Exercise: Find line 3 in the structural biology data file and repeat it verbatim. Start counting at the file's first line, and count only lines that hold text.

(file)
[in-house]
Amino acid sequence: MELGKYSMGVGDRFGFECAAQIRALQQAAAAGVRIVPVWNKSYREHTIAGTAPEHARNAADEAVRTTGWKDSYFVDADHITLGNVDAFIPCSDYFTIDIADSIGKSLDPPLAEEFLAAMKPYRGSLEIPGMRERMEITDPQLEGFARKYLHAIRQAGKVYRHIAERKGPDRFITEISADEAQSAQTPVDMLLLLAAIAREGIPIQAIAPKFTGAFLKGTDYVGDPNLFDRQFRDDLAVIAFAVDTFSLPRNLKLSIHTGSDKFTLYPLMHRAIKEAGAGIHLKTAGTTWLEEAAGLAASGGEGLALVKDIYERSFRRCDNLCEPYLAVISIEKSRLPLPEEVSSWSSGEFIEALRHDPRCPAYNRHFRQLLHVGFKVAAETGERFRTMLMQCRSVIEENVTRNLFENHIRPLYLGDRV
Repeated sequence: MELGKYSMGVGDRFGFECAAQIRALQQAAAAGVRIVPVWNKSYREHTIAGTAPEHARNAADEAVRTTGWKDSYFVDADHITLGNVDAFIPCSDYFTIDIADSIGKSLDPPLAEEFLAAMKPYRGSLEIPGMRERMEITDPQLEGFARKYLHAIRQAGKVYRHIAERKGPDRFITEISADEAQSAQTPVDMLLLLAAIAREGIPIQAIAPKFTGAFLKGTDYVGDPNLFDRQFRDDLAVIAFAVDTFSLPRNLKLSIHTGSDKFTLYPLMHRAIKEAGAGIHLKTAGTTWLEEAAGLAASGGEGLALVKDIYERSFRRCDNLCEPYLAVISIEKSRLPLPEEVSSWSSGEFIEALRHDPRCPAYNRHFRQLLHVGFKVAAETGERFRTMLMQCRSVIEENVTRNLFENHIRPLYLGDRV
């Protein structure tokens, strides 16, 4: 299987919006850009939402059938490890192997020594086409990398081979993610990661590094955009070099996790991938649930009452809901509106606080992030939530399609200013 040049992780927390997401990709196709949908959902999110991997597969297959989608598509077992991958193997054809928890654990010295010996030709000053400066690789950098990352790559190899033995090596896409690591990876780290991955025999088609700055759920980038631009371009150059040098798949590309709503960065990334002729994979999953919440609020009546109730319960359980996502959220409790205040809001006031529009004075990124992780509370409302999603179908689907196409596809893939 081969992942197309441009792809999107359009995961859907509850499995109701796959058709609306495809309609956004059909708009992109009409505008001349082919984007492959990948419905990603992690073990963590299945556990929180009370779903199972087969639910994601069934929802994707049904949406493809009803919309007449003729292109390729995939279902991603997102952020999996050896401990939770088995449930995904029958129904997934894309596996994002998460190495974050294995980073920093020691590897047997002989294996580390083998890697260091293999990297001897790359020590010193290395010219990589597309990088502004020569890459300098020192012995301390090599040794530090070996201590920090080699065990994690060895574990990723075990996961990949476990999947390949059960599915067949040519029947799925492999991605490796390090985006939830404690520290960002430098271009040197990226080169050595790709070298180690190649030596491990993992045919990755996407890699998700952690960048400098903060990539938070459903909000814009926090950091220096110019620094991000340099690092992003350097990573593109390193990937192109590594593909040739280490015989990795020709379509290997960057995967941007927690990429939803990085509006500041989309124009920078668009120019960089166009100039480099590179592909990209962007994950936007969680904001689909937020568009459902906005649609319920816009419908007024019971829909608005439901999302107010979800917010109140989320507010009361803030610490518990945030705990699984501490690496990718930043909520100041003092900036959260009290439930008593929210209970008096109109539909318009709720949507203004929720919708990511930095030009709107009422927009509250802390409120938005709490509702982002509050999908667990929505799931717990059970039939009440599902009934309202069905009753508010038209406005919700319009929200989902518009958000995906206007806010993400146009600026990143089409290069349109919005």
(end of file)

Repeated sequence: MELGKYSMGVGDRFGFECAAQIRALQQAAAAGVRIVPVWNKSYREHTIAGTAPEHARNAADEAVRTTGWKDSYFVDADHITLGNVDAFIPCSDYFTIDIADSIGKSLDPPLAEEFLAAMKPYRGSLEIPGMRERMEITDPQLEGFARKYLHAIRQAGKVYRHIAERKGPDRFITEISADEAQSAQTPVDMLLLLAAIAREGIPIQAIAPKFTGAFLKGTDYVGDPNLFDRQFRDDLAVIAFAVDTFSLPRNLKLSIHTGSDKFTLYPLMHRAIKEAGAGIHLKTAGTTWLEEAAGLAASGGEGLALVKDIYERSFRRCDNLCEPYLAVISIEKSRLPLPEEVSSWSSGEFIEALRHDPRCPAYNRHFRQLLHVGFKVAAETGERFRTMLMQCRSVIEENVTRNLFENHIRPLYLGDRV